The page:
Which kind of points to the fact that the Opteron is more powerful, giving competitive performance with the handicap of the 32bit version of the application. At least I'm assuming the '64bit' in Apple land really is an advantage. In the end it seems as though macs are inherently less powerful in architecture (or just lack clock speed), especially at any sane price point.
  10. reparations

    Lousy RAID performance

    Don't endevor to estimate real world performance, measure it. A stopwatch is your friend. Measure things like time to load windows, note control panel loading (should be pretty damn fast), and install your slowest-loading application and time it. In addition you may wish to capture audio and/or video or rip/burn DVD's to insure your STR is adequate and perform a few simple file copy/delete tests with your own data. Think about the things that take time, and time them.
  11. reparations

    Lousy RAID performance

    I figured the HDTach anomoly resulted from the 64K stripe. As far as what stripe is best for you, a little stopwatch work on pertinant tasks is the best route. There is no guarantee that a 64k stripe is not better, but I certainly didn't notice any improvement on my 7k250 machine as compared to its performance when configured with the 16k stripe. Most recent testing I have seen has indicated 64k as being attractive, however. I certainly haven't ever encountered an audible differnce result from choice of stripe size. I had intended to obtain the WB99 disk inpection test and see if the STR anomoly is present in its result as well. HDTach is far from the final word on anything, but you did ask where the effect comes from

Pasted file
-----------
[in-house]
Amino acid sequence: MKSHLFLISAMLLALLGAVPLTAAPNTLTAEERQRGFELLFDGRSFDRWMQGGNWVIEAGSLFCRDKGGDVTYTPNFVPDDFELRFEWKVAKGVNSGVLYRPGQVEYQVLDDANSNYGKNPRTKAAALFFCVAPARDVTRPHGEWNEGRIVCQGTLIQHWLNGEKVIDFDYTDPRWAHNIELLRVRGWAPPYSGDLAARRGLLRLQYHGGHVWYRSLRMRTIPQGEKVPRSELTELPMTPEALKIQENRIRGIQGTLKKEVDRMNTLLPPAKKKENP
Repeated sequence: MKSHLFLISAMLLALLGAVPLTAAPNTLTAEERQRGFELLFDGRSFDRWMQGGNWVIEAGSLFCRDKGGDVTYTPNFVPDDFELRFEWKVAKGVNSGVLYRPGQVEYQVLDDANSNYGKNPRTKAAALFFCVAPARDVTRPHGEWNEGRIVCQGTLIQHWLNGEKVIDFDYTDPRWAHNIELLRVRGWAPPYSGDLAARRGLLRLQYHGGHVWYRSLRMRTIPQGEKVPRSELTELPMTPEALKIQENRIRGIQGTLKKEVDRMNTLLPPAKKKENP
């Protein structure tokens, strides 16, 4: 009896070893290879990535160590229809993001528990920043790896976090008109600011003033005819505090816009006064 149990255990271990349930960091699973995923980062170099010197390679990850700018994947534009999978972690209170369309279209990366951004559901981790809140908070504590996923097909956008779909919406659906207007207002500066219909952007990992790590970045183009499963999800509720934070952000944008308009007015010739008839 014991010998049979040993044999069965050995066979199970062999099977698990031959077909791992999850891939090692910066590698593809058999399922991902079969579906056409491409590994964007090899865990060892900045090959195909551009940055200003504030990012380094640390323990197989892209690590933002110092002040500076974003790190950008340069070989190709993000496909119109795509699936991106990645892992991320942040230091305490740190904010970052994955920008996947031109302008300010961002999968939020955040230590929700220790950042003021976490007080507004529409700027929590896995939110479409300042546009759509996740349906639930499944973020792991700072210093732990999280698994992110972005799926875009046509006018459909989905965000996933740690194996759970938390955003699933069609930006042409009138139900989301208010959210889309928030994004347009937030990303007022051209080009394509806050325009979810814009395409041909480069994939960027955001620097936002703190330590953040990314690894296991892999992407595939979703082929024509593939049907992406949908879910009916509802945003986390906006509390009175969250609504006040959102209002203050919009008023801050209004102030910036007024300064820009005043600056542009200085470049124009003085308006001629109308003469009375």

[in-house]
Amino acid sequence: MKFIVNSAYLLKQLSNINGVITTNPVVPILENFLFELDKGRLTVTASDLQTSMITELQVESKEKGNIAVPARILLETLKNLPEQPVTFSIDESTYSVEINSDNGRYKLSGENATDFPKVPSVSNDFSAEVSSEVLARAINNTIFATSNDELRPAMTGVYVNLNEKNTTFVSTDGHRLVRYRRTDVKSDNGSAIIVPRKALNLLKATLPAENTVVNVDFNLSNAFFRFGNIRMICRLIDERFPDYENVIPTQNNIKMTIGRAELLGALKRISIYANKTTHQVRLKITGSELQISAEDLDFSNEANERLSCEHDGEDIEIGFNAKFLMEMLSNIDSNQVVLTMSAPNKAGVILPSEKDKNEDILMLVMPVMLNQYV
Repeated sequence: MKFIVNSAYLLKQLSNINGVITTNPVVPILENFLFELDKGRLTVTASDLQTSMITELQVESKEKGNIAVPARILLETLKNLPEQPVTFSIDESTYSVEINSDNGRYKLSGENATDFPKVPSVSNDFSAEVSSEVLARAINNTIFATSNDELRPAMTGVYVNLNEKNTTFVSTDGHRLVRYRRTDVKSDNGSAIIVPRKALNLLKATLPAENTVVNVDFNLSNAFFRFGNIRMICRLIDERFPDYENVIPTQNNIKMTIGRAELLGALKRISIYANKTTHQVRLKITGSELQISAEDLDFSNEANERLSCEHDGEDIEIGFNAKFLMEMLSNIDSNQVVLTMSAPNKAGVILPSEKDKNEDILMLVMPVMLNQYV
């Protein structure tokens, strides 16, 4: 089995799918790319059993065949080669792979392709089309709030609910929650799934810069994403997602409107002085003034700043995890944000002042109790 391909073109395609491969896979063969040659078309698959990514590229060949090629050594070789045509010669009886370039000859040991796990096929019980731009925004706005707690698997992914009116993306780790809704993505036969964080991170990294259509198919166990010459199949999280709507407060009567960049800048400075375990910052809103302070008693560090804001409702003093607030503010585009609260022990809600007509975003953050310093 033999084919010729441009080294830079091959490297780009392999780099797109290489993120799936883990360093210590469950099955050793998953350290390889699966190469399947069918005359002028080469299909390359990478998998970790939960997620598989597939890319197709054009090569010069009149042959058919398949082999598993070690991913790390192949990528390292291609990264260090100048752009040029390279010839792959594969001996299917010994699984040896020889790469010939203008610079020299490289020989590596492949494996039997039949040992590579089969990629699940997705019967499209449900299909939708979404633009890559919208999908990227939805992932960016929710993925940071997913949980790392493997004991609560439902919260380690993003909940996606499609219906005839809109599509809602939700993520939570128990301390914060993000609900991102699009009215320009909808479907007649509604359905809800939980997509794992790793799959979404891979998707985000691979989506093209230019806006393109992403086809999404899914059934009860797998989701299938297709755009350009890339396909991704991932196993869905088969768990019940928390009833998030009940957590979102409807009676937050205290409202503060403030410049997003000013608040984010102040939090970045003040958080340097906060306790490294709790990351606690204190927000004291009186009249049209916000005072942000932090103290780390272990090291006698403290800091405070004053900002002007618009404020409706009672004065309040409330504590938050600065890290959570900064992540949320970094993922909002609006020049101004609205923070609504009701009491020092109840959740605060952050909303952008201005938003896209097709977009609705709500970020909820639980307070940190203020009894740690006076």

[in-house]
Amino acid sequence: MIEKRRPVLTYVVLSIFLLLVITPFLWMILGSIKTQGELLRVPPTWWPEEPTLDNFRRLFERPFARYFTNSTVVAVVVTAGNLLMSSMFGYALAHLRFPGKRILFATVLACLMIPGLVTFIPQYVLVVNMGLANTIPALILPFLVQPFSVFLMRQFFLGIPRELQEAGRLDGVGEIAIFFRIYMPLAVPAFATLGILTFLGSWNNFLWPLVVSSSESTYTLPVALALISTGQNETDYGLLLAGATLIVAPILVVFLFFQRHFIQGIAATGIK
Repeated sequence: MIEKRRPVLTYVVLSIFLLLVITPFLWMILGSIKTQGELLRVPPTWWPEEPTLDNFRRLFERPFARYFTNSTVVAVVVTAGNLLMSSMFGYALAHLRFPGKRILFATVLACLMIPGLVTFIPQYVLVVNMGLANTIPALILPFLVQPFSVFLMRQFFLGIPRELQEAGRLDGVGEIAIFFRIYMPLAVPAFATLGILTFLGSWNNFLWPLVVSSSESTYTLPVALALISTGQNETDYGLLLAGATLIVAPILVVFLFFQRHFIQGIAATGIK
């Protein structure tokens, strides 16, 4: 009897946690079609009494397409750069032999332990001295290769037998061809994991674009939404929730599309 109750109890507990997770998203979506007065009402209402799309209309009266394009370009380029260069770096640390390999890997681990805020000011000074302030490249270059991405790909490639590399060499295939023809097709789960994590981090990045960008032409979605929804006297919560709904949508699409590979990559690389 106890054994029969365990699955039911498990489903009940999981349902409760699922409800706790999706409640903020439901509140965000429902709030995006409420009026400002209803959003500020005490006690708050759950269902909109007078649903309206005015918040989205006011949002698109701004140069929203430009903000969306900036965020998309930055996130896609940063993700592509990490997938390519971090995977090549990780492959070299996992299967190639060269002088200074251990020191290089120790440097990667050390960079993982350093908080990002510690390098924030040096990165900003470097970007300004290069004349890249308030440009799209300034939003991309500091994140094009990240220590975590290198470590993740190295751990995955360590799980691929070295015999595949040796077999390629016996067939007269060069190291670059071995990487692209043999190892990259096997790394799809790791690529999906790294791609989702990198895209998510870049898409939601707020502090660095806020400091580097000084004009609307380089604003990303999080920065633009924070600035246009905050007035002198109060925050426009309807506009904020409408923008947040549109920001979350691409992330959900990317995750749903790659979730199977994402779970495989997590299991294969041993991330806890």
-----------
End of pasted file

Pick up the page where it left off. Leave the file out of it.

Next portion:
12. reparations

    Lousy RAID performance

    I have historically used 16k stripes for my RAID O stuff. Smaller stripes favor random access, where large ones favor large record moves. Since STR is rarely a limitation with RAID 0 setups I always tried to minimize the random access penalties by using the 16k stripe. I saw some testing that claimed rather striking benefits for a 64k stripe, and that is why I tried it. If I still had the drives I would go back to 16k. I assume you did insure that file indexing is turned off. If you have a spare HD you can ghost your existing XP install off, re-configure the array, and spit it back on. Lots more fun than a re-install. Ghost 7.5 and up will work with your sata controller, or Acronis TrueImage.
  13. reparations

    Photoshop Cs batching machine

    You might also try overclocking the thing; my 2.8c runs 3.5GHz rather effortlessly. When you live and die by the clock cycle, oc'ing makes a fair degree of sense. Another 700MHz out of 2800 will have a basically porportional effect on your processing times.
  14. reparations

    Lousy RAID performance

    Ahh, that would make sense. But it is strange it only affects the arrays. The single drives in the system read normally...
  15. reparations

    Lousy RAID performance

    I noticed the same thing when I laid down a fresh intall of XP SP1 on a machine with 2x80GB Hitachi 7k250's on an ICH5R controller. The only things I did different on that install versus the previous one (where the STR graphs looked normal) was to try the 64KB strip size (previously had 16) and use the latest version of the Intel ICH5R drivers rather than the older ones I had been using. The drives have since been sold, and I did not have time to figure out which of the two at fault, but you might try a 16 or 32k stripe just to see.